A consortium which includes two of Melbourne's wealthiest establishment families has flipped a major Hawthorn East development site in a speculated $50 million deal.
Following an off-market campaign, Chinese developer Dahua Group has snapped up the 5197-square-metre supersite at 33-53 Camberwell Road from Trenerry Property Group director Robert DiCintio, the Victor Smorgon Group and the Kanat family, owners of Ted Baker Fashion and Flair Industries.
The vendors settled on buying the property only in May. It is speculated they spent approximately $35 million on a long settlement following a campaign in mid-2013.
The site is a collection of low-rise buildings and an open-air car park fronting Burwood Road. Until recently, one of the warehouses on the block was held by directors of the Adairs Retail Group.
In March, Mr DiCintio told The Age he was planning to build some 500 dwellings on the Hawthorn East block, which is about a kilometre north-west of the Camberwell Junction.
The same consortium had just paid Australia Post $40 million for a 9200-square-metre West Melbourne development site, considered one of the city's biggest, measured by area.
Melbourne Acquisitions' Steve Messina and Dominic Gibson are believed to have represented the Trenerry consortium with the Camberwell Road parcels but were unavailable. Dahua Group is expected to replace the blocks with mid-rise apartment towers and ground-floor shops.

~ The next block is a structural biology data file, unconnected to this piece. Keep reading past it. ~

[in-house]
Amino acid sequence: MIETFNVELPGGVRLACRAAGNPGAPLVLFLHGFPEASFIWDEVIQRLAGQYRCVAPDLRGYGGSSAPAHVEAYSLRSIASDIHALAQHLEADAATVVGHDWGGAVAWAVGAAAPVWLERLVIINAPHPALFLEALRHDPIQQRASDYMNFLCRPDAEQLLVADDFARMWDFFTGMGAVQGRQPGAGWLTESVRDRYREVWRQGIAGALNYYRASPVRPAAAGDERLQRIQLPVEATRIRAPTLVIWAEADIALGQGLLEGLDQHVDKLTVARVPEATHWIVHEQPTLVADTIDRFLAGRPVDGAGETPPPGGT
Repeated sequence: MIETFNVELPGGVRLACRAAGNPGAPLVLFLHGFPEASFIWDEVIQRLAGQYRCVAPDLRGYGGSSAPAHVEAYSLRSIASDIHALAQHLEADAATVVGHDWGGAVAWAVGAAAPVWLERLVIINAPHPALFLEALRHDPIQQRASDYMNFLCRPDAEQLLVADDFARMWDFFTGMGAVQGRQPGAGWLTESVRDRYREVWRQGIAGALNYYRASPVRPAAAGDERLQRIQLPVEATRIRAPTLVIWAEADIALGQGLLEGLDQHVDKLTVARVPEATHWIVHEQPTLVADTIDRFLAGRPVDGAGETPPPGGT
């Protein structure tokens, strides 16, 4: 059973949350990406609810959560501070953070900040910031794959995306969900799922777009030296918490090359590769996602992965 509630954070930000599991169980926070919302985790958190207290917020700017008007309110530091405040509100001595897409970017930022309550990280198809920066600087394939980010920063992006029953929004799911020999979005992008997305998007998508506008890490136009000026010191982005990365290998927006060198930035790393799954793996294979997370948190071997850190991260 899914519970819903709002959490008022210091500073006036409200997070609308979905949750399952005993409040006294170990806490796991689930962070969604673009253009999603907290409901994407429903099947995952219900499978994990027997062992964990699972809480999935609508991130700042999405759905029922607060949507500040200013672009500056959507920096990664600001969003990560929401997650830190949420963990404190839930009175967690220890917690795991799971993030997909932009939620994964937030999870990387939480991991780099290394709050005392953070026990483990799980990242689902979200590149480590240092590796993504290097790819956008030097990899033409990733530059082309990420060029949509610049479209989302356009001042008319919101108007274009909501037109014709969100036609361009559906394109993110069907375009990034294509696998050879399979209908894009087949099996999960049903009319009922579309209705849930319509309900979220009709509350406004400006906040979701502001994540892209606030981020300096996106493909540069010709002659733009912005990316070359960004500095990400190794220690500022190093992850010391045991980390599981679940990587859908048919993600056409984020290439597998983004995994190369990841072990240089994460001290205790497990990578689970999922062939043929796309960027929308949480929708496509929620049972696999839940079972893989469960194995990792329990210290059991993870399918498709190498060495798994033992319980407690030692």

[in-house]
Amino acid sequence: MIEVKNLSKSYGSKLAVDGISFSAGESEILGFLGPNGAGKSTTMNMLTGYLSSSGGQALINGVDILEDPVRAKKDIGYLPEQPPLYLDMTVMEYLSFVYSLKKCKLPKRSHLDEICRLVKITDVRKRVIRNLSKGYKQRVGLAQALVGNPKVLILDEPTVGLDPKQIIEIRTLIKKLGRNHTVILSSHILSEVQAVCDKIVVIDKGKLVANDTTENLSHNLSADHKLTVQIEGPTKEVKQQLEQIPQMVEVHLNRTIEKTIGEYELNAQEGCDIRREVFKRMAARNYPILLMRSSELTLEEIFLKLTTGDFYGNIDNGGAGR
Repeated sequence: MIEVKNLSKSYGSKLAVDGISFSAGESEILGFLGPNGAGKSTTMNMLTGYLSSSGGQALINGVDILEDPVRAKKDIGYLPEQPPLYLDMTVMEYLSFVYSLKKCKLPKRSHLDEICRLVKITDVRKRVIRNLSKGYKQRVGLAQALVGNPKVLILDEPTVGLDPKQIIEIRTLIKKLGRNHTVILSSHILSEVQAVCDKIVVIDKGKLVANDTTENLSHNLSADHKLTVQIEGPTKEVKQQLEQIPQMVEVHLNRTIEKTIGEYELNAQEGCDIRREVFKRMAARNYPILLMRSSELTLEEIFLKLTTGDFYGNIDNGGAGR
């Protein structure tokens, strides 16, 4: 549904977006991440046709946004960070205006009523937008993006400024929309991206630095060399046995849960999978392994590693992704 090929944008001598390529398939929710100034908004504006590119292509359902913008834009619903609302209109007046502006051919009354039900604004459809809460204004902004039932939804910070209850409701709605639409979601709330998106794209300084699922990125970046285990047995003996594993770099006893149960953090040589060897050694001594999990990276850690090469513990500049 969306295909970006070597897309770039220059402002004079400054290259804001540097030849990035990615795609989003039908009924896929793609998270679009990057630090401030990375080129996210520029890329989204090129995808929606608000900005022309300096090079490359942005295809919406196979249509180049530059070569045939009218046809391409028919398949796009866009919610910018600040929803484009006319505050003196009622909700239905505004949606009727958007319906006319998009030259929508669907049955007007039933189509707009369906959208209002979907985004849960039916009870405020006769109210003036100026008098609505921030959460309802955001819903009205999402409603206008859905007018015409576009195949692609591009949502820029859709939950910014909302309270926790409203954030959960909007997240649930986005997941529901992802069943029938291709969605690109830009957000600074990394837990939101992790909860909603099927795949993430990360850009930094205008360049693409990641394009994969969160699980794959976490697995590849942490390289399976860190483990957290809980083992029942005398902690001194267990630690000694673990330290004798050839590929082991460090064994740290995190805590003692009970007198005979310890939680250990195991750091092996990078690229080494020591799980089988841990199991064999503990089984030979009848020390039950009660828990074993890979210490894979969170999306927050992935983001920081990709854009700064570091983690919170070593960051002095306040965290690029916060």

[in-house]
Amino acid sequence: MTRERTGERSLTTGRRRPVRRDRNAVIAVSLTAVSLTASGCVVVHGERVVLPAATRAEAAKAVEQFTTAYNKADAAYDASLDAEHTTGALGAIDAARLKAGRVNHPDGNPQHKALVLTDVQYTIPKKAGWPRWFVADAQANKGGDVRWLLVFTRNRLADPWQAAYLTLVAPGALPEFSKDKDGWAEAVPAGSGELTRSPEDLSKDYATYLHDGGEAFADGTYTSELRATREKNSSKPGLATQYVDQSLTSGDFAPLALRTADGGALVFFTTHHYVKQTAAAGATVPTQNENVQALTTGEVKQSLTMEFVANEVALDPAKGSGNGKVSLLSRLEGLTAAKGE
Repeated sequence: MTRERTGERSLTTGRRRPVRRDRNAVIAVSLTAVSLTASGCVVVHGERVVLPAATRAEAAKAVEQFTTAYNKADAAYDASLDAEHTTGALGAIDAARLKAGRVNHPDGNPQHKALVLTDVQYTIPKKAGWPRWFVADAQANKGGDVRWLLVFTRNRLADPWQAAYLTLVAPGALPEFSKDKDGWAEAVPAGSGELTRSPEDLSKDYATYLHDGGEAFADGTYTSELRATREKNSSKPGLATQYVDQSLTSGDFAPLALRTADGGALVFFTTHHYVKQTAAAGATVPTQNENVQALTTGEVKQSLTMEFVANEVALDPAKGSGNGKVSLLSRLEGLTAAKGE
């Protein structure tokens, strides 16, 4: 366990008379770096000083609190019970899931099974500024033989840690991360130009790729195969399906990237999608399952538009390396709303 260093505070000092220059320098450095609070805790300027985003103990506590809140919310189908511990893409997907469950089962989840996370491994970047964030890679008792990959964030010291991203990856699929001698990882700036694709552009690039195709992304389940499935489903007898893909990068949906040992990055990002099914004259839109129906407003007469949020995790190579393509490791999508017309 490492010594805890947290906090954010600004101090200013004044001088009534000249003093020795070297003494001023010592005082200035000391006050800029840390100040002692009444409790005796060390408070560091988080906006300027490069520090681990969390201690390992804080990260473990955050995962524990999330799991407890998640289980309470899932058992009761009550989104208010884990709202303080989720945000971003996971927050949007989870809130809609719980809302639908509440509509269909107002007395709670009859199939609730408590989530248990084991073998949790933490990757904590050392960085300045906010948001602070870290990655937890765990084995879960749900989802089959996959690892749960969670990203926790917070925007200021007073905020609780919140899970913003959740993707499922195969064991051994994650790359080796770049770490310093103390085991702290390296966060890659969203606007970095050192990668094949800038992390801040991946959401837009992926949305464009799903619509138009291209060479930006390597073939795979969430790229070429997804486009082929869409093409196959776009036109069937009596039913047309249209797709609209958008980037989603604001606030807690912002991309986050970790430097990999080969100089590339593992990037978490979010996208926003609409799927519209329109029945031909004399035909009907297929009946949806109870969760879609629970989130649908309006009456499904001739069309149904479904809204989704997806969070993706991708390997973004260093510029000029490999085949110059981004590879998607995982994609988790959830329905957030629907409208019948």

Sydney developer FKP has been able to build East Hawthorn's tallest building, rising 14 levels.
YCH Sells Ex-Fitzroy Rooming House
Yarra Community Housing has offloaded a problem rooming house, which it was forced to close last year.
The service provider is understood to have reaped about $5 million for 34-36 Nicholson Street, Fitzroy, opposite the Carlton Gardens. The property hit the market last month carrying price expectations of about $3.5 million.
YCH closed the hostel, displacing 120 homeless tenants, when weapons and a suspected night-time ice trade were uncovered. In 2011, a 32-year old man was stabbed to death at the facility, which is only the second in 16 years that the organisation has shut down for security reasons.
The rooming house was built into the walls of Salisbury Place, a grand mansion developed in the mid 1850s for businessman William Smith and later owned by dentist Edwin Oldfield, who advertised his practice from the address. It occupies a 658-square-metre site but offers little to no airspace redevelopment potential.
CBRE's Jamus Campbell and Scott Orchard represented YCH, which will use sale proceeds to build 25 self-contained units elsewhere.
Lutherans List in Dandenong
The Lutheran Church of Australia Victorian District is offloading a major site within walking distance of central Dandenong.
The 2026-square-metre block at 28 Pickett Street, near the train station and Lonsdale Street shops, is expected to sell for about $1.6 million to an apartment or townhouse developer.
Acquired by the Lutherans in 1972, and used as an assembly hall, the parcel is being marketed by Colliers International's Ted Dwyer, Trent Hobart and Hamish Burgess.
DeFazio Pays $8.3 Million For Central Brunswick Site
Melbourne's wealthy DeFazio family has beaten full-time developers for a massive 3136-square-metre development site behind the Sydney Road shops in Brunswick.